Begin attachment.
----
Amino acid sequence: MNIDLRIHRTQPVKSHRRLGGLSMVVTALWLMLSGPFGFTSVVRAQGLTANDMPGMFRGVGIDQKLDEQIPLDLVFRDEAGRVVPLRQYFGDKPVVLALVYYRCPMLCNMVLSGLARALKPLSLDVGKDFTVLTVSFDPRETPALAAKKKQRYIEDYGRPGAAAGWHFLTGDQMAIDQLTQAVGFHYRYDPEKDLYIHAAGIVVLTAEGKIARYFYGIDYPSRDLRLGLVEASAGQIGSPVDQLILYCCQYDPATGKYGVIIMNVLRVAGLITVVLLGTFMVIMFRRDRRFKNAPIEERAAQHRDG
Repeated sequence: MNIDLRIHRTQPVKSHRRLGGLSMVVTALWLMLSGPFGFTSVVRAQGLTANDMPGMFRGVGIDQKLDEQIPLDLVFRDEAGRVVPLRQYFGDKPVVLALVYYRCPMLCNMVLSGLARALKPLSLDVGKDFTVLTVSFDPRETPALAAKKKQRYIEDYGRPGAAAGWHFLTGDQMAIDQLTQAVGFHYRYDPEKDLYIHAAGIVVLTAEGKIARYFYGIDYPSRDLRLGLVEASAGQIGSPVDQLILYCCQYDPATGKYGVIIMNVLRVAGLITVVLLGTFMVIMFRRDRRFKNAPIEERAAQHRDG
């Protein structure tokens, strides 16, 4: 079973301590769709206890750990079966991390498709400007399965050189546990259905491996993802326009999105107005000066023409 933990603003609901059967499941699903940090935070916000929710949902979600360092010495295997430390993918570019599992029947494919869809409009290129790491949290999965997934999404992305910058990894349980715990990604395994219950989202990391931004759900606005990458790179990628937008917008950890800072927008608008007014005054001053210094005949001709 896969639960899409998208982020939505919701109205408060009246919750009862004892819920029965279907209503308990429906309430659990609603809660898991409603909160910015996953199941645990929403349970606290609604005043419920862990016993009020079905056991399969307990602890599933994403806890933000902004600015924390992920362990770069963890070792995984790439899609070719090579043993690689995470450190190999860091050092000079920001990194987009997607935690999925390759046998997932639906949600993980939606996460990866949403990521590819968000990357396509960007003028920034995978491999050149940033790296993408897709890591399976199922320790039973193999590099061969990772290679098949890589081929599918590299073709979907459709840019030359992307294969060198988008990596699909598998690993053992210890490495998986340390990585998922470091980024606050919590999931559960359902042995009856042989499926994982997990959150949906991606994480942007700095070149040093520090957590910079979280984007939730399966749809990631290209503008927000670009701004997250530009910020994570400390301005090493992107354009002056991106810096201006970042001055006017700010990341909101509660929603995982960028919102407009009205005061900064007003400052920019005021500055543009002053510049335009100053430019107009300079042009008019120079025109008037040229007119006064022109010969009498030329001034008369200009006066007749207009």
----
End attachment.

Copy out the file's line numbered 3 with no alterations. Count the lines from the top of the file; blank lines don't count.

């Protein structure tokens, strides 16, 4: 079973301590769709206890750990079966991390498709400007399965050189546990259905491996993802326009999105107005000066023409 933990603003609901059967499941699903940090935070916000929710949902979600360092010495295997430390993918570019599992029947494919869809409009290129790491949290999965997934999404992305910058990894349980715990990604395994219950989202990391931004759900606005990458790179990628937008917008950890800072927008608008007014005054001053210094005949001709 896969639960899409998208982020939505919701109205408060009246919750009862004892819920029965279907209503308990429906309430659990609603809660898991409603909160910015996953199941645990929403349970606290609604005043419920862990016993009020079905056991399969307990602890599933994403806890933000902004600015924390992920362990770069963890070792995984790439899609070719090579043993690689995470450190190999860091050092000079920001990194987009997607935690999925390759046998997932639906949600993980939606996460990866949403990521590819968000990357396509960007003028920034995978491999050149940033790296993408897709890591399976199922320790039973193999590099061969990772290679098949890589081929599918590299073709979907459709840019030359992307294969060198988008990596699909598998690993053992210890490495998986340390990585998922470091980024606050919590999931559960359902042995009856042989499926994982997990959150949906991606994480942007700095070149040093520090957590910079979280984007939730399966749809990631290209503008927000670009701004997250530009910020994570400390301005090493992107354009002056991106810096201006970042001055006017700010990341909101509660929603995982960028919102407009009205005061900064007003400052920019005021500055543009002053510049335009100053430019107009300079042009008019120079025109008037040229007119006064022109010969009498030329001034008369200009006066007749207009």